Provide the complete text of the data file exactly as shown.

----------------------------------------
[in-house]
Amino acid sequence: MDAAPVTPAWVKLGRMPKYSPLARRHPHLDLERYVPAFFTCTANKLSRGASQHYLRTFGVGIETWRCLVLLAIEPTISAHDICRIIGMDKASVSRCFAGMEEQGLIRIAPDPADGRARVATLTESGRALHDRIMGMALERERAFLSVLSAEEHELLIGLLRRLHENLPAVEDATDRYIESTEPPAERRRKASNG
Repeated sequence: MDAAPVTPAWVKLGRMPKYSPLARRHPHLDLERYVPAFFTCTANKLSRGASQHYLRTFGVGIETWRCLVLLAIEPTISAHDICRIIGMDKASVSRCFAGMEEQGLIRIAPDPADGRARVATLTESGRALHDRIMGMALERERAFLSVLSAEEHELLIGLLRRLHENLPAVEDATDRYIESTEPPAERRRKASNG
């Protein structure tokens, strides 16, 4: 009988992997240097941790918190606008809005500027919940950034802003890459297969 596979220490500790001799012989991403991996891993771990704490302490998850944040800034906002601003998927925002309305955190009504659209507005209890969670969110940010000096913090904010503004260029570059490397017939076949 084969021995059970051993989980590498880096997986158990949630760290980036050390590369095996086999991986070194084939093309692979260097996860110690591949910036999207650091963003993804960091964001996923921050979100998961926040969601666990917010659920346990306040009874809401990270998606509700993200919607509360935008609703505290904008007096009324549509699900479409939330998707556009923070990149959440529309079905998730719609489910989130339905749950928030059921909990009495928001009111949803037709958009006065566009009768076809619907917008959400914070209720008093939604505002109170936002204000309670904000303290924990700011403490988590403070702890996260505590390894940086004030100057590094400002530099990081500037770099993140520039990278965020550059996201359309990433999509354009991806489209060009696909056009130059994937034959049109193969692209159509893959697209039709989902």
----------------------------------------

[in-house]
Amino acid sequence: MDAAPVTPAWVKLGRMPKYSPLARRHPHLDLERYVPAFFTCTANKLSRGASQHYLRTFGVGIETWRCLVLLAIEPTISAHDICRIIGMDKASVSRCFAGMEEQGLIRIAPDPADGRARVATLTESGRALHDRIMGMALERERAFLSVLSAEEHELLIGLLRRLHENLPAVEDATDRYIESTEPPAERRRKASNG
Repeated sequence: MDAAPVTPAWVKLGRMPKYSPLARRHPHLDLERYVPAFFTCTANKLSRGASQHYLRTFGVGIETWRCLVLLAIEPTISAHDICRIIGMDKASVSRCFAGMEEQGLIRIAPDPADGRARVATLTESGRALHDRIMGMALERERAFLSVLSAEEHELLIGLLRRLHENLPAVEDATDRYIESTEPPAERRRKASNG
């Protein structure tokens, strides 16, 4: 009988992997240097941790918190606008809005500027919940950034802003890459297969 596979220490500790001799012989991403991996891993771990704490302490998850944040800034906002601003998927925002309305955190009504659209507005209890969670969110940010000096913090904010503004260029570059490397017939076949 084969021995059970051993989980590498880096997986158990949630760290980036050390590369095996086999991986070194084939093309692979260097996860110690591949910036999207650091963003993804960091964001996923921050979100998961926040969601666990917010659920346990306040009874809401990270998606509700993200919607509360935008609703505290904008007096009324549509699900479409939330998707556009923070990149959440529309079905998730719609489910989130339905749950928030059921909990009495928001009111949803037709958009006065566009009768076809619907917008959400914070209720008093939604505002109170936002204000309670904000303290924990700011403490988590403070702890996260505590390894940086004030100057590094400002530099990081500037770099993140520039990278965020550059996201359309990433999509354009991806489209060009696909056009130059994937034959049109193969692209159509893959697209039709989902």